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Jeff’s Interview with Andrew Ozz

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March 28th, 2009
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LinkyLoo, WordPress

Jeff Chandler over at WPTavern.com recently published an interview with Andrew Ozz. Andrew is the man responsible for the integration of TinyMCE into WordPress. He’s also a core committer for the WordPress project. In his interview, Jeff asked a number of questions that I believe are on the minds of many who have used the visual editor. Here is an example:

Jeff – TinyMCE is labeled as a WYSIWYG editor. However, in my experience most times what I see is not what I get. For example, I’ll be in the visual editor and block quote a piece of text. But when I press enter to begin a new line, my cursor is stuck within the blockquote tag. This also works for any other styling elements as well. Why is that? I think the WYSIWYG a.k.a. RTE (rich text editor) comes from the early implementation of support for editing in the browsers. So it’s a dynamically displayed html (WYSIWYG) as opposite to typing html code in a textarea. That was before CSS was adopted so all formatting was in the html code. There are three types of buttons in TinyMCE. One brings up a popup, the other affects selected text only and the third acts as a toggle switch. The blockquote button is of the third type. It can also act on selected text like the align buttons. The toggle can be turned on at the beginning of the blockquote then turned off on the next paragraph after the blockquote, the same way as in Writer and Word. Alternatively a blockquote can be applied to one or more paragraphs after they are written.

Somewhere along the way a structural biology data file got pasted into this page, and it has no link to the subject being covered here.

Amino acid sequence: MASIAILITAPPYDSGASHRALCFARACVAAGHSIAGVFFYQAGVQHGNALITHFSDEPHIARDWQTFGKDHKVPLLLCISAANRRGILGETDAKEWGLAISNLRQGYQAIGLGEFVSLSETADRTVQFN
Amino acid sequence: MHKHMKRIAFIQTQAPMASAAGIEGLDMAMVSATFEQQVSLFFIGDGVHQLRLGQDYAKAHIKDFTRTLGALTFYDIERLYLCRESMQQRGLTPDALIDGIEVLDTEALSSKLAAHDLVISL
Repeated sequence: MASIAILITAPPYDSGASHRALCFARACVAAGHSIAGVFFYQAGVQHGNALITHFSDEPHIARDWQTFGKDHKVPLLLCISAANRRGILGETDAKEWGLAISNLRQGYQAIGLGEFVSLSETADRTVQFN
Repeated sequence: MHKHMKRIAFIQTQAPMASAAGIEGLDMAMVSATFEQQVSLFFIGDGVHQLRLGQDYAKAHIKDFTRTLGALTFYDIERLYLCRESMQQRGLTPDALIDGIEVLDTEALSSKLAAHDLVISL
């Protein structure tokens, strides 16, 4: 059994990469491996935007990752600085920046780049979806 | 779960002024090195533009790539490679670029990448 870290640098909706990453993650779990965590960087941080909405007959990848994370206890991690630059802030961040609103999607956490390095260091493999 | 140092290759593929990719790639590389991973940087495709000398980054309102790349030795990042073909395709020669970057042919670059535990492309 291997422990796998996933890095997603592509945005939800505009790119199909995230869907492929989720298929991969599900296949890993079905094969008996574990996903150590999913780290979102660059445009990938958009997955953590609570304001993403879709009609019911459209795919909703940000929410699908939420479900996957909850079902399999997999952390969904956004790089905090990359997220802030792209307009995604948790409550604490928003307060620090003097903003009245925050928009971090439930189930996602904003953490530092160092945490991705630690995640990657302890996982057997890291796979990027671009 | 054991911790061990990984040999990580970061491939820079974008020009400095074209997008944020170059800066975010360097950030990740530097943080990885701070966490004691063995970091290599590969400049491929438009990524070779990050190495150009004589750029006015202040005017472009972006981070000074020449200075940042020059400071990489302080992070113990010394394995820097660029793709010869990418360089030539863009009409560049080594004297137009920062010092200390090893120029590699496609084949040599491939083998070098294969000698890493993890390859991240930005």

The one thing worth taking from this interview is that, when something goes awry in the visual editor, it’s not always the fault of TinyMCE, but rather the browsers.

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Comments

  1. Banago (84 comments.) says:

    Running to read the full one …

  2. 3fay,com (1 comments.) says:

    It is hard to judge where the fault lies on whether TinyMCE or Browser

  3. Iflexion (1 comments.) says:

    Hm…
    I think that in all the cases the fault lies on TinyMCE, coz they should take into account all the attendant circumstances (browsers, etc.) while developing their product.

  4. Quinton Jones (3 comments.) says:

    I love the TinyMCE plug-in because I can finally get my blog posts to look like I want them to, but I’ve noticed that the time it takes to update a post takes considerably longer. Before using this plug-in, my refresh rate was about 5 seconds. Now, it can take up to a minute to complete the save. What’s up with that?



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